Danielle Jacobs, an animal rescue worker famous for a video she made of her companion service dog Samson stopping her from self-harming during a meltdown, has been killed. Danielle was diagnosed with Asperger’s Syndrome prior to the change in diagnostic terms, placing her on the autistic spectrum. She - and her condition - were known to the police in Mesa, Arizona when they shot and killed her upon being called to prevent her from committing suicide.

No body cameras

Officers allege that Jacobs attacked them with a knife prior to the shooting. However, AZFamily.com reports that officers were not wearing body cameras.

There is no report of a non-lethal attempt to subdue her, such as the use of a Taser, physical force, “bean bag” shots or other attempt at preserving the life they had been called upon to save. Officers responded to a suicide attempt of Jacob’s prior to the incident a few years ago, and there was apparent awareness of her condition.

During an autistic “meltdown”, an individual on the spectrum is not in control of his or her actions. Terrifying for the person having the meltdown, he or she will go into a complete “fight or flight” state. While many meltdowns are non-violent, in some instances, depending on the severity and the unique individual, lashing out at others or self-harming is possible.

Approaching a person with autism in the midst of a meltdown with force or threats could potentially cause that person to lash out violently.

No training?

Usually, when these instances pop up, promises of better training, whining about underfunding for training and a lot of lip service is done in press conferences.

Yet, autism and mental illness is in the collective consciousness. There may be a rare individual who doesn’t know someone with autism, but that is increasingly rare. Treatment of those with neurological differences and mental illnesses by police was even addressed on last season’s TV show Blue Bloods.

Yet, this morning, officers couldn’t disarm a 24 year old woman with a knife and preserve her life.

On the spectrum

Jacobs, like many adults with autism, was not diagnosed as a child. While diagnosis rates have shot up dramatically for children aged 3 to 17 to 1 in 45, they are only now beginning to reflect the sheer amount of people on the spectrum. What’s more, many adults today go undiagnosed because the current diagnostics are not set up to screen individuals beyond childhood. They continue to have diagnoses of everything from social anxiety to schizoaffective disorders, but are not being recognized as being neurodivergent. Furthermore, services and assistance for people on the spectrum over age 18 range from poor and lacking to non-existent.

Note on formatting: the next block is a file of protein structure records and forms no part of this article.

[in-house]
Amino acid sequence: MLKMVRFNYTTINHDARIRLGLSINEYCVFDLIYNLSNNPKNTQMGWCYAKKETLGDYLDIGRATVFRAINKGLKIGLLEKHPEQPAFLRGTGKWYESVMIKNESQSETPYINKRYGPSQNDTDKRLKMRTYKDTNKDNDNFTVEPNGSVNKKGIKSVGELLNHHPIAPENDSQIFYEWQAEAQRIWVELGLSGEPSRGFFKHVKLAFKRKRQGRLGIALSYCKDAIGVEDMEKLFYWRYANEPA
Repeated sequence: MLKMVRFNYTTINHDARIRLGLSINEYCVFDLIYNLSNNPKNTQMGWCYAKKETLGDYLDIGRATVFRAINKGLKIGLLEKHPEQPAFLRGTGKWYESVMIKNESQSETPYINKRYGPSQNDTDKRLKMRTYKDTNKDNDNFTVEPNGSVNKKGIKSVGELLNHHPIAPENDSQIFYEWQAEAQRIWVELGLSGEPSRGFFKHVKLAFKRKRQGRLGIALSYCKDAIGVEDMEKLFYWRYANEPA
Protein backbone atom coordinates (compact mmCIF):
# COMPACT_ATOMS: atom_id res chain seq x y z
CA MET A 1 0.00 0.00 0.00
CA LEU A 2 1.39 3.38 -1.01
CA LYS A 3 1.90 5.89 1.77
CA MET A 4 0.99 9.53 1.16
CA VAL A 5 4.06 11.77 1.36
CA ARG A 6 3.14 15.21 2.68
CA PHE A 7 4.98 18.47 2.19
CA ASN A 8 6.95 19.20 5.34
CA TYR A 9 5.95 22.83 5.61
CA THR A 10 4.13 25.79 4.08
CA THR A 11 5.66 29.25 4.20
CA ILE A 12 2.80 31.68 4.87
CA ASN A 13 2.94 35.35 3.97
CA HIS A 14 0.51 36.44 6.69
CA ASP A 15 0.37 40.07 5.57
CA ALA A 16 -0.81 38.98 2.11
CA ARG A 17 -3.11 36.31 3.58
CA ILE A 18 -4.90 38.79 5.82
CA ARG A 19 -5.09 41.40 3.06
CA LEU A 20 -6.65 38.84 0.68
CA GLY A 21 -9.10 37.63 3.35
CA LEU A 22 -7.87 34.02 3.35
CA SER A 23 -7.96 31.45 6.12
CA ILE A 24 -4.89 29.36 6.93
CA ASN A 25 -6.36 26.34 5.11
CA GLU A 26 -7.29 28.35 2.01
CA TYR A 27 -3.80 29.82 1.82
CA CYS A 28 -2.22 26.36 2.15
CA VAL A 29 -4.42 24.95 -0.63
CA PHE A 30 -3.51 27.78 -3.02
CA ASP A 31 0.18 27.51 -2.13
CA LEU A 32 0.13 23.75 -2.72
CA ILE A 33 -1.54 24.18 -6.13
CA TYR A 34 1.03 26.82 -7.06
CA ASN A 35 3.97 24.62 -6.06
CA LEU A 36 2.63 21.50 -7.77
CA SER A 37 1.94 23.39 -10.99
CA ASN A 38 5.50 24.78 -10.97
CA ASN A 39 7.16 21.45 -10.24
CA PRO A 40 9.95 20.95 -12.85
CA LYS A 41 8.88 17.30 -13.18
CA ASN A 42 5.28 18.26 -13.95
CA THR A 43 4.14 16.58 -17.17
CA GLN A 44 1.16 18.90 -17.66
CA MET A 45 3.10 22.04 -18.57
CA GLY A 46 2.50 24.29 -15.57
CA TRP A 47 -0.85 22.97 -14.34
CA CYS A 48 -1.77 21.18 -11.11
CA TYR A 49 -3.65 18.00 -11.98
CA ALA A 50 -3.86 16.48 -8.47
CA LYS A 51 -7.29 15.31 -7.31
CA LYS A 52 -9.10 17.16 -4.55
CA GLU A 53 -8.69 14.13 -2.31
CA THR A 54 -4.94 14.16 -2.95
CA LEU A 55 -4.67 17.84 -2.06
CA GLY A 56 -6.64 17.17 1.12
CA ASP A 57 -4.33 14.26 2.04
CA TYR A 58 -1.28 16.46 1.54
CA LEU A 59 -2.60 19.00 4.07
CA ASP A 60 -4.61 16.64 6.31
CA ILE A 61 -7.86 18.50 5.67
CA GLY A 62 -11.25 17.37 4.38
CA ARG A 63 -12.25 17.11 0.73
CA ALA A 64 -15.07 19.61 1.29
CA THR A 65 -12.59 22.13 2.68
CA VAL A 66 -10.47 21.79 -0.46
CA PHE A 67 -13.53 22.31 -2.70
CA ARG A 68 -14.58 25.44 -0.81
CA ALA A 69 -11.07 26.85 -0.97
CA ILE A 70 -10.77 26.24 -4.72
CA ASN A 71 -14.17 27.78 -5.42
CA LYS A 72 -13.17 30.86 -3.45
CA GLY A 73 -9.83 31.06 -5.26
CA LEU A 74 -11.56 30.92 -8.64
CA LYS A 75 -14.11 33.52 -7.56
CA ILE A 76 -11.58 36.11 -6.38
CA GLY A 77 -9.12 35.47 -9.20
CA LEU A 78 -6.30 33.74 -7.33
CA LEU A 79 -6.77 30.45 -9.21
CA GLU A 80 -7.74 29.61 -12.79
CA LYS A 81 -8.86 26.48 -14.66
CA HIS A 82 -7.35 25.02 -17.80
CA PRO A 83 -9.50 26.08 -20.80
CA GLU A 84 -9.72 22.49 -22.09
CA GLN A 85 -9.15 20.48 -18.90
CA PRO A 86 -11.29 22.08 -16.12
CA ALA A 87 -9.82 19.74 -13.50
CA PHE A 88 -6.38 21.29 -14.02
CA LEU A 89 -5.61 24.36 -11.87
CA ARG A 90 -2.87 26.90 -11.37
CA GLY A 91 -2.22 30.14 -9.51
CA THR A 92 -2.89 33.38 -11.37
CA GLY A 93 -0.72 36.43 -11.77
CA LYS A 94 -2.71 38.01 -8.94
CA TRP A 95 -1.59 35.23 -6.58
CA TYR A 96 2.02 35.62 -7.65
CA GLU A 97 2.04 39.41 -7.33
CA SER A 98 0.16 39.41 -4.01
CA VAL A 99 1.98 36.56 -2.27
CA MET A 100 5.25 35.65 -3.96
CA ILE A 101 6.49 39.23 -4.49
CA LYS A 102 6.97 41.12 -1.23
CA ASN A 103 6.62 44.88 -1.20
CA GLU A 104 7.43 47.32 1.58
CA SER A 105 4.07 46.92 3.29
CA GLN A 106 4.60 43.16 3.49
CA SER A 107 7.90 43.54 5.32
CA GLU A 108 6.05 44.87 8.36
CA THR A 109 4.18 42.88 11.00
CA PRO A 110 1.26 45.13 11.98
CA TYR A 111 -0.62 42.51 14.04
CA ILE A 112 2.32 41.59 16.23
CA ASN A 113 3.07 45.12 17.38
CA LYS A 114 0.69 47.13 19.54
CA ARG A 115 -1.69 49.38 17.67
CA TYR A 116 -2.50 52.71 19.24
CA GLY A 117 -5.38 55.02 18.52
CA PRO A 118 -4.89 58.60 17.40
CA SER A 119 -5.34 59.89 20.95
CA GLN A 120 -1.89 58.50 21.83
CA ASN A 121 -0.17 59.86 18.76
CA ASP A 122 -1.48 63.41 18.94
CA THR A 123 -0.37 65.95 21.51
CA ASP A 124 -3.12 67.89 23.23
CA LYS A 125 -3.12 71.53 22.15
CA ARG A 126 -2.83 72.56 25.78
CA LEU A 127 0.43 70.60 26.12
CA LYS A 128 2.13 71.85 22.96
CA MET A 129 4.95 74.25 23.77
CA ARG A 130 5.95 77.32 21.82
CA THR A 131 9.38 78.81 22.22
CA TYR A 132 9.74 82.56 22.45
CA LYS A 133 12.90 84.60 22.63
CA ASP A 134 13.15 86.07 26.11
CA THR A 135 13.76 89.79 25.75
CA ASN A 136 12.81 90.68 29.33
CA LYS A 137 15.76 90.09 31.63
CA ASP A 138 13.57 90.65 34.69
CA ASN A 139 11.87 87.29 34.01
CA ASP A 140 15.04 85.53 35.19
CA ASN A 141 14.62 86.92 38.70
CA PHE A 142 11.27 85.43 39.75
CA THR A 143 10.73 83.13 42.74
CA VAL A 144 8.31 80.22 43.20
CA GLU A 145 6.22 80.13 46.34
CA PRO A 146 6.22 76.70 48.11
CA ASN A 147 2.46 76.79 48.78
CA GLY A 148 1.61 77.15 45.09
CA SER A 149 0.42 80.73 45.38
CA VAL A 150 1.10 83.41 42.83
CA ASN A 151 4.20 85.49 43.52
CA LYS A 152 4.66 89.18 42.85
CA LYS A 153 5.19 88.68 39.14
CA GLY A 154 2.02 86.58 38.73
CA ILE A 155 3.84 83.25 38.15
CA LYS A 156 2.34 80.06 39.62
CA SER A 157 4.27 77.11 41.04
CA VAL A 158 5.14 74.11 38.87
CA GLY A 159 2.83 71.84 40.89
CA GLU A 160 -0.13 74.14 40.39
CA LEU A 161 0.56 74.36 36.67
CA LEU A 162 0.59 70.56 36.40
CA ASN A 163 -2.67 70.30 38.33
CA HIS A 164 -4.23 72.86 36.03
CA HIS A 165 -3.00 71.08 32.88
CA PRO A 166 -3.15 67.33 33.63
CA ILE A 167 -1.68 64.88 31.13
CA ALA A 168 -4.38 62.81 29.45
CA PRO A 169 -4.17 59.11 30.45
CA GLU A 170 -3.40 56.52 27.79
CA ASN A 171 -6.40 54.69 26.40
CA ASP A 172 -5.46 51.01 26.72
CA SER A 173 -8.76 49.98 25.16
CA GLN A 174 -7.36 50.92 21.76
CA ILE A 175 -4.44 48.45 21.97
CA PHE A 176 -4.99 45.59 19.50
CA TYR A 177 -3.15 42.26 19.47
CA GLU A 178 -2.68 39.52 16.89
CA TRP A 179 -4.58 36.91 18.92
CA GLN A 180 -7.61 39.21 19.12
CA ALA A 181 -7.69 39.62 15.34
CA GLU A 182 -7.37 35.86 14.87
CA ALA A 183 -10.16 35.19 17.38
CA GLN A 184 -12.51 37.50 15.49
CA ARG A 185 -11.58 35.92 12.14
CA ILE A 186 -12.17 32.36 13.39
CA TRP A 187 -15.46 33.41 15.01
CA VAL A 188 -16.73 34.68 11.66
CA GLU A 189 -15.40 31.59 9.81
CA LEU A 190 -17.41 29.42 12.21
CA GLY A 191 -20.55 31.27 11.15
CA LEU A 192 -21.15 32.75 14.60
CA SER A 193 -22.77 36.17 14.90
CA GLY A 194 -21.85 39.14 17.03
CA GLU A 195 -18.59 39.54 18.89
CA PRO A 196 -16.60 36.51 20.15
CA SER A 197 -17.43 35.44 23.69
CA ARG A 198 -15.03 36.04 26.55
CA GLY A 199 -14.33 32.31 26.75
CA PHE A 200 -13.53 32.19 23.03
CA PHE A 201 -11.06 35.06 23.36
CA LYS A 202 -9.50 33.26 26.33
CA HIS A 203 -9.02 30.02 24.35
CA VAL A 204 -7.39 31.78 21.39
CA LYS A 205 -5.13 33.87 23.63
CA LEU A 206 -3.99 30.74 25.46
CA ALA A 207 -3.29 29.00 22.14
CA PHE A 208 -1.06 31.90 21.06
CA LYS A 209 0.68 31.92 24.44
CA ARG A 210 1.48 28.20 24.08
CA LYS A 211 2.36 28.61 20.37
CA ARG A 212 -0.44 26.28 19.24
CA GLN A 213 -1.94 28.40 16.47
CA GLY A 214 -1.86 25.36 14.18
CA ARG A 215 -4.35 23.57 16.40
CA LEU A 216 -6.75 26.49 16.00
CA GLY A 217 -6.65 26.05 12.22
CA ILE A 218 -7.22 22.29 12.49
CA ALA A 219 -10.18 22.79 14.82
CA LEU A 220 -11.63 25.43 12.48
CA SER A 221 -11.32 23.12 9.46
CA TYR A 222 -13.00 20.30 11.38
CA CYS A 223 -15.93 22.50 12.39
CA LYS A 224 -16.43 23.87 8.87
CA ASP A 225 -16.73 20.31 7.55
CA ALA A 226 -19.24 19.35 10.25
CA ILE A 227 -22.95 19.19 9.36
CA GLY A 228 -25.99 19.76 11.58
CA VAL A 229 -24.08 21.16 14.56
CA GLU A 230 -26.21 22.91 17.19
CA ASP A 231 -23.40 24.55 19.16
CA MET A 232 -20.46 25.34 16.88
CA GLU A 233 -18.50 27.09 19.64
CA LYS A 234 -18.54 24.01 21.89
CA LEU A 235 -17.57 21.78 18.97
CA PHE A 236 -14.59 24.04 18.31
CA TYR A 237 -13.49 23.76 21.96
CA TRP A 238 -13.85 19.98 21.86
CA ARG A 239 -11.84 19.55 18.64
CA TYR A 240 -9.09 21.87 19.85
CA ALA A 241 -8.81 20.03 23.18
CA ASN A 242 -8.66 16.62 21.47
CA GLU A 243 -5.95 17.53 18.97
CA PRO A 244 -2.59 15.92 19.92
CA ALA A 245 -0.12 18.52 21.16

The online autistic community is in shock, horrified, and grieving today. Timothy W., 52, a military veteran and son of a police officer, told Blasting News, “It is not some Job…being an officer with a sworn duty ‘to protect and serve.’ I would have gladly spilled my own blood to protect this girl! Above all I will always be a man of honor and a true gentleman. I’ve already received 100s of stitches. A few more (had he been confronted with Jacob’s knife)? I will heal in 4-6 weeks.”

Timothy, who is also on the autism spectrum, went on to say, in his experience, “In this situation they responded to a person who needed assistance. They were there to protect her from herself. A person with autism that is going thru something like this meltdown is not a threat.

They are overwhelmed with emotions though. Instead the cops escalated the situation...caused her even more to be overwhelmed.”

Autism is a common and well-known condition. Other comorbid mental issues such as anxiety and depression are equally or more common. Basic information is very easy to find. If the precincts in the US aren’t providing “training”, then perhaps officers need to display the work ethic and integrity to educate themselves before pulling a gun. Like Timothy said, this is not just a job.

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